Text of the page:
Wednesday, 10 July 2013

Oracle 11G RMAN Restore Example

There are many ways to restore a database using an RMAN backup - this example assumes you are performing a Disaster-Recovery restore of all data and recovering the entire database with the same SID and the same disk/tablespace layout.
You will need the following information:
Database SID: ________
Database SYS password: ________
Disk layout and sizes: ________
Database ID (DBID): ________

There are 5 steps to recover the database:

1) Create a new (empty) database instance
2) Mount the instance
3) Restore the datafiles
4) Recover the database
5) Reset the logs

1) Create a new (empty) database instance
Configure the new server with same disk layout as the original database - if necessary use Symbolic Links (or in Windows use disk manager to re-assign drive letters.)
Ensure you have enough disk space for both the backup files plus the restored database files.
Create a new database with the database configuration assistant (DBCA) and set the SYS password and global database_name to the same as the original database.
If the database to be restored is in archive log mode, set the LOG_ARCHIVE_FORMAT parameter to match the setting in the original database.
The ORAPWD utility can also be used to change the SYS password.
Set the environment variable NLS_LANG for your character set -

2)  Mount the empty instance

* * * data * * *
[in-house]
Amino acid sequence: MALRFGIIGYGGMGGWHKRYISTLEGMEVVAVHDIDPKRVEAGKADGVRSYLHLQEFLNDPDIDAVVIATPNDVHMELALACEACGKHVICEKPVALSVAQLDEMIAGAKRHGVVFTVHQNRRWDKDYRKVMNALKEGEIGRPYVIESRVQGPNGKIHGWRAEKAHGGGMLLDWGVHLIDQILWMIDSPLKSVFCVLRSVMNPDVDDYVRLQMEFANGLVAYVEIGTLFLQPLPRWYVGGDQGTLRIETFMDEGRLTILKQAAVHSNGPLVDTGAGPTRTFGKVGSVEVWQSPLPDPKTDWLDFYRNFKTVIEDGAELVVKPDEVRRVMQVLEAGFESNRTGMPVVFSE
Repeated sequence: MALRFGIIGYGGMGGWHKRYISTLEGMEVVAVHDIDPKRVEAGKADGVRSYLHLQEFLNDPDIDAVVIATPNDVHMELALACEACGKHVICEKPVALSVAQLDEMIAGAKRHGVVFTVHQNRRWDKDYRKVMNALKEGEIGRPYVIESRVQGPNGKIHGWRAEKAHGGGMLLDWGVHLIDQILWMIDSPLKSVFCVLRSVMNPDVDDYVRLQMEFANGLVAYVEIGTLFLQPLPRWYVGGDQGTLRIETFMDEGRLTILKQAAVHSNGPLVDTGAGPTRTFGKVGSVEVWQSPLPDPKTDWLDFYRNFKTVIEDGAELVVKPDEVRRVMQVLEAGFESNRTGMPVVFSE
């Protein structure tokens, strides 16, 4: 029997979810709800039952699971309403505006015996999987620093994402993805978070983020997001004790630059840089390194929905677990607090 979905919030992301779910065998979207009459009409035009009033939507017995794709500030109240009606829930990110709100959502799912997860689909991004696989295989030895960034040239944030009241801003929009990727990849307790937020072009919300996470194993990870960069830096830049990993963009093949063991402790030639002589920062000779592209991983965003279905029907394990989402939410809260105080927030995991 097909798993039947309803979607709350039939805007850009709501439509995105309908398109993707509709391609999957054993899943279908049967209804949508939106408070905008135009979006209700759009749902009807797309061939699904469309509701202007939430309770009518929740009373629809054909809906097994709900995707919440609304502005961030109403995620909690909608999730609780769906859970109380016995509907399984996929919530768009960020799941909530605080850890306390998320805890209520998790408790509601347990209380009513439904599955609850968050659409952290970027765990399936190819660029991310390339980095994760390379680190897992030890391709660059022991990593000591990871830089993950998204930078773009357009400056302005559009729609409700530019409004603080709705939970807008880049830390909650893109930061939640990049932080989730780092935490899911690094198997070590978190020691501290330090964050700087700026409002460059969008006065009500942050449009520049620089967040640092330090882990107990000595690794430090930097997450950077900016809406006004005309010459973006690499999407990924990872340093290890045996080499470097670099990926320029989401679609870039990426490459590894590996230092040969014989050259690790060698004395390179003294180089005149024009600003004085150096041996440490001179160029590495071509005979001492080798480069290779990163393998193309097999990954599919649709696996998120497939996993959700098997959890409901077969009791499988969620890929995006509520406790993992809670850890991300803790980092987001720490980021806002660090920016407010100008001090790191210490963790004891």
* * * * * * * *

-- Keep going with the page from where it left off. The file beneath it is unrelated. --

SQL> Shutdown immediate;
SQL> Startup mount;
or specifying the pfile explicitly:
SQL> CREATE PFILE='C:\oracle\Database\initashok.ora' FROM SPFILE;
SQL> Shutdown immediate;
SQL> Startup mount pfile=C:\oracle\Database\initashok.ora

3) Restore the datafiles

In this case we have copied the RMAN backup files and archive logs to R:\Rman\
Change the dbid to match that of the database being restored
RMAN> SET dbid = 777777774;
RMAN> run {
restore database;
At this point the datafiles and tablespaces will be re-created. For a large database it can take a long time to restore each tablespace - for better performance during a restore place the RMAN backup files on a separate disk to the Oracle datafiles to reduce disk contention.

4) Recover the database

SQL> Recover from 'D:\oradata\ashok' database until cancel using backup controlfile;
SQL> cancel

5) Reset the logs

SQL> alter database open resetlogs;
This will update all current datafiles and online redo logs and all subsequent archived redo logs with a new RESETLOGS SCN and time stamp.

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